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Pennsylvania’s minimum wage earners fall further behind

01.15.15

JANUARY 2015, Scranton/Wilkes-Barre/Hazleton Edition of The Union News

Pennsylvania’s minimum wage earners fall further behind

BY PAUL TUCKER
THEUNIONNEWSSWB@AOL.COM

REGION, January 2nd- On Thursday January 2015 twenty states in the nation increased their minimum wage law however, workers in Pennsylvania are still receiving the federal wage of $7.25 an hour. And most likely, the federal wage will not be increased over the next two years, while the Republican party holds the majority in both chambers of the Congress in Washington DC.

With the election season over and the Republican party being successful in strengthening their ability to have legislation passed through both sides of the Pennsylvania General Assembly by gaining seats in both chambers of the legislature, raising the minimum wage for state workers becomes even more complicated and unlikely.

The federal minimum wage has not been raised since 2009 and some states have tired of waiting for the Republicans in Washington to support an increase and have began raising their bench-mark wage above the federal wage.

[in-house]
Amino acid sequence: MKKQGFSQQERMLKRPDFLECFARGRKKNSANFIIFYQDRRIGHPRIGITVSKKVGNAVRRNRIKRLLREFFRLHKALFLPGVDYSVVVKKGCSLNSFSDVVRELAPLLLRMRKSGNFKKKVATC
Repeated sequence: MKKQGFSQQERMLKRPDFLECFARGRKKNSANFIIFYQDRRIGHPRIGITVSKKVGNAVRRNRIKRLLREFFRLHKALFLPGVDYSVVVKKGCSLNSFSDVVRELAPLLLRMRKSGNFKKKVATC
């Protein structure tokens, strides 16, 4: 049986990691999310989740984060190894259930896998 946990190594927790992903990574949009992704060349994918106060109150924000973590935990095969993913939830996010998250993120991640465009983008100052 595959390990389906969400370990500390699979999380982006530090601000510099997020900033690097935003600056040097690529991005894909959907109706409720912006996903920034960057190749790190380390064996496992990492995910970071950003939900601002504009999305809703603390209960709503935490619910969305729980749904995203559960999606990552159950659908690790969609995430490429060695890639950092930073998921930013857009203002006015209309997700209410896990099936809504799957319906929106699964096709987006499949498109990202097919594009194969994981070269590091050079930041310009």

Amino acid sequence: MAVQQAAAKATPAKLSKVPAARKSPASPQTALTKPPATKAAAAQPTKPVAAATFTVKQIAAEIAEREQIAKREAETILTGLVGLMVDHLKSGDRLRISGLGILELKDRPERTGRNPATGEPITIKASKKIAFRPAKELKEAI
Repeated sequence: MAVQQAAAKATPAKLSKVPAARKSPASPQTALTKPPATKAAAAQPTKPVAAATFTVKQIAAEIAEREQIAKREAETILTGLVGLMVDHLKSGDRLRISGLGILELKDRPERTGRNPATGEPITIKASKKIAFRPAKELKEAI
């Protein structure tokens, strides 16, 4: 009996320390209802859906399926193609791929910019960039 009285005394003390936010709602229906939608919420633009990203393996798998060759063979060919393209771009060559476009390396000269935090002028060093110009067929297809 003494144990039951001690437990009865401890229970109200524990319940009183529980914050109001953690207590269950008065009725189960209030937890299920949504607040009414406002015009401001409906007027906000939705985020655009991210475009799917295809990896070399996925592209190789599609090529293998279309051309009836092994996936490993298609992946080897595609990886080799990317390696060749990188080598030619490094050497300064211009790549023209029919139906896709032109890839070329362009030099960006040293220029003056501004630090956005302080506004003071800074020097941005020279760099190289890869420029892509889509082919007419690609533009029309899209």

The minimum wage covers most workers employed within many industries excluding some retail and service establishments and farms and also employ students at wages of no more than 15 percent below the minimum with proper certification.

Pennsylvania’s minimum wage is now lower than every neighboring state. Overall, approximately 26 states now have a higher minimum wage than Pennsylvania.

New Jersey’s minimum wage increased January 1st to $8.38 an hour. New Jersey voters approved a automatic annual cost-of-living increase in 2013.

The American Federation of Labor and the Congress of Industrial Organizations (AFL-CIO) labor federation in Washington DC supports increasing the federal bench-mark to $10.10 an hour, which President Obama had proposed in his last two State of the Union addresses. However, Republicans in Washington, including incoming majority Leader Mitch McConnell, opposes an increase.

The Republicans and their business supporters continue to claim that raising the wage would kill between 500 thousand and one million jobs if the wage was increased.

But, according to data by the Department of Labor, job growth in the 13 states in 2014 that have increased their minimum wage was more robust than states that did not. Average job growth in states that increased the benchmark was 0.85 percent this year while in states that have not increase their wage was 0.61 percent.